The warmongers have been caught red handed again - this time using lies to spin the case for a war on Iran.
A US Congress committee on intelligence recently released a report which claimed to provide evidence that Iran was secretly producing nuclear weapons with the connivance of the International Atomic Energy Agency (IAEA).
The committee’s report was immediately regurgitated by the pro-war press, alongside dire warnings that Iran had missiles capable of reaching Europe.
It slams US spy agencies for being too timid to divulge Iran’s nuclear ambitions after they had been caught out over Saddam Hussein’s non-existent “weapons of mass destruction”.
But the report has now been exposed as riddled with lies. The IAEA describes it as containing “erroneous, misleading and unsubstantiated statements”.
According to the Congress committee, “Iran has covertly produced the short-lived radioactive element polonium-210”, a low level source used mainly to power the batteries in satellites.
Not true, says the IAEA - Iran is under no obligation to report the production of polonium-210, so the assertion that it was “covertly” produced is misleading.
The report also states, “Iran is currently enriching uranium to weapons grade using a 164-machine centrifuge cascade.”
Another lie, according to the IAEA. Iran has only enriched uranium to 3.6 percent, commonly used for light water reactors. Nuclear weapons usually contain over 80 percent enriched isotope uranium-235.
The most damaging allegation in the report is that the IAEA has been complicit in a cover up.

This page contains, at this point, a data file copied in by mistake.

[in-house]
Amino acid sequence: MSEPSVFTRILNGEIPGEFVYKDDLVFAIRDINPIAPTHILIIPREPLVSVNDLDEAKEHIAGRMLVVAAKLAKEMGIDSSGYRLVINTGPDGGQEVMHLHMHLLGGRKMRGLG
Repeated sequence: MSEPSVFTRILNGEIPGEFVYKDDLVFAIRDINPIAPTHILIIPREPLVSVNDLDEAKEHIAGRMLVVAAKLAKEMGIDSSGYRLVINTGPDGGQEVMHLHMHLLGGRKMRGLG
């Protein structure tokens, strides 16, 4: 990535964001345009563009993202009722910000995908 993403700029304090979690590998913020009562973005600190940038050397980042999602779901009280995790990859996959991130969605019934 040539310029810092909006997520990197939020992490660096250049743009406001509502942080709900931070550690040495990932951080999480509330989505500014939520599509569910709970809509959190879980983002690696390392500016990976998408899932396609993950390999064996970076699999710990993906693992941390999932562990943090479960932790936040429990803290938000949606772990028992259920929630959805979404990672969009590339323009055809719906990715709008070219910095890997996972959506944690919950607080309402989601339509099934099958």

The committee claims the nuclear agency dismissed an inspector “for allegedly raising concerns about Iranian deceptions regarding its nuclear programme and concluding that the purpose of Iran’s nuclear programme is to construct weapons”.
It says the inspector, Chris Charlier, was removed for not “having adhered to an unstated IAEA policy of barring officials from telling the whole truth”.
The nuclear agency dismissed the claim as “outrageous and dishonest”. The agency points out that the Iranian government has only objected to one out of 200 nuclear inspectors - and it is within its rights to do so.
The allegations made by Charlier centre around an inspection of a supposed nuclear site in the Iranian capital Tehran.
He said inspectors became suspicious when they found that “everything had been changed. There were new tiles to the roof, everything was brand new. It was still smelling of paint.”
He admitted that his team found no evidence of high level nuclear enrichment - even though they often only gave two hours notice ahead of an inspection.
The IAEA expresses disbelief that the report’s claims were not clarified with experts at the agency. “The IAEA secretariat is ready to assist your committee in correcting the erroneous and misleading information contained in your report,” it says.
Like the dodgy dossiers in the run up to the invasion of Iraq, the Congress report is based on recycling newspaper articles and press briefings by US officials. Its main sources are US secretary of state Condoleezza Rice and head of US national intelligence John Negroponte.
Cyrus Safdari, an independent Iranian analyst, has monitored the controversy around Iran’s nuclear research.
“The ‘secret programmes’ were the subject of scientific papers published by Iranian authors and distributed worldwide,” he told Socialist Worker.
At every point, Safdari says, Iran made public its developments and negotiations: “Iran’s plans to enrich uranium were never a secret. It announced uranium discoveries, invited the IAEA to inspect uranium mines, and informed the agency of plans to build enrichment facilities.
“It is precisely because evidence of a weapons programme is lacking that the nature of George Bush administration’s accusations against Iran has morphed to the absurd.”